The BBC news last night discussed unmarried mothers in post-war Britain. Considered to be ‘fallen women’ and unsuitable mothers, their babies were taken from them at birth and given to ‘suitable parents’ who could adopt them…
When I was young, a good Christian family who came to our church lived round the corner from us. My brother and I often played out with their children. Daughter Jillian, about my brother’s age, ‘went away’ for a period of time. Her younger sister, my friend Pauline, told me that she had ‘fallen pregnant’. I was sworn to secrecy!
‘Fallen woman’ was often used to describe a woman who, in previous generations, had ‘fallen pregnant’. Just as Eve ate the forbidden fruit, so too the unmarried mother had eaten forbidden fruit and fallen both from her innocence and from the grace of God.
…Scandalously men were not seen to be fallen, carrying neither guilt nor baby!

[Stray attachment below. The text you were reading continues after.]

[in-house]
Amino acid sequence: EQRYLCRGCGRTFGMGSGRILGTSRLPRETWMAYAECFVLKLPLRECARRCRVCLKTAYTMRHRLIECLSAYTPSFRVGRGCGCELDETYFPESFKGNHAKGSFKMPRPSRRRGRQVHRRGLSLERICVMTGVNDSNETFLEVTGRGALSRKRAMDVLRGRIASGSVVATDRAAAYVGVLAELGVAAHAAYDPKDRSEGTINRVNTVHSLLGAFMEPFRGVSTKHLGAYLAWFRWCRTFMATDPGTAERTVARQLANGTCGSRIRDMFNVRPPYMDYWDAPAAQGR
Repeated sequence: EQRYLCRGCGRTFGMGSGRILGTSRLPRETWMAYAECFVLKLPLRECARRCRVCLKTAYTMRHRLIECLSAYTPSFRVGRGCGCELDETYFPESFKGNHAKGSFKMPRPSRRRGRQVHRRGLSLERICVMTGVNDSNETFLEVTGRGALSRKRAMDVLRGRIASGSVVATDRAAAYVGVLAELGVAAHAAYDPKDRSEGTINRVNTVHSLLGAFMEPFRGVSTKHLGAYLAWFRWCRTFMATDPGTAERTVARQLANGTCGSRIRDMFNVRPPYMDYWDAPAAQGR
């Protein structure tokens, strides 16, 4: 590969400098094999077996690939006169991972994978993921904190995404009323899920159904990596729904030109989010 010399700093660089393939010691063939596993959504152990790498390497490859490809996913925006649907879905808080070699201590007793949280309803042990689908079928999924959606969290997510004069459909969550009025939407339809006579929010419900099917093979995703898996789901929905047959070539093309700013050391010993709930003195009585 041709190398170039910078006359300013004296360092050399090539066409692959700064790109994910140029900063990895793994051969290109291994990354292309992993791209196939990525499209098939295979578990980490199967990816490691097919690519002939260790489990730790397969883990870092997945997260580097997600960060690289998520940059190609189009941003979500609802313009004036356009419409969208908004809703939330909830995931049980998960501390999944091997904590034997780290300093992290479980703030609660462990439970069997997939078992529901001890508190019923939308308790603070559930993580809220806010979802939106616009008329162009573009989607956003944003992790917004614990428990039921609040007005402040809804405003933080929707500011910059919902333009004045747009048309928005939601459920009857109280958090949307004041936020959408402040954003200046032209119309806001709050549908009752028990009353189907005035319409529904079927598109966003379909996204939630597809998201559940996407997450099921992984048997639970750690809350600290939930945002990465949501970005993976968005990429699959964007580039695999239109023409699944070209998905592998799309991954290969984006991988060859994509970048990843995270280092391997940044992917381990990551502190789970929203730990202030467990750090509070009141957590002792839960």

Squirrels come to our garden regularly. Yesterday a very small young squirrel came. Jumping off the top of a fence post with uncertainty he landed in a forsythia bush. He tried once or twice more and seemed to get the hang of it.
Jumping and falling for the squirrel is part of learning and growing up. We all learn by our fallings and failings…
My friend Olly spoke of a recent conversation with friends about fallen sheep… When they are upside-down they need help from the shepherd to get back on their feet.
He linked this to the words of the Psalmist: ‘Why are you downcast (upside-down) O my soul?… put your hope in God.‘
Like the sheep we all fall. Some of us fall privately, some very publicly. We need help – whether human or divine – to get back on our feet…
I continue to be delighted to see those who rally round with practical empathy and compassion, supporting and not condemning those who have fallen.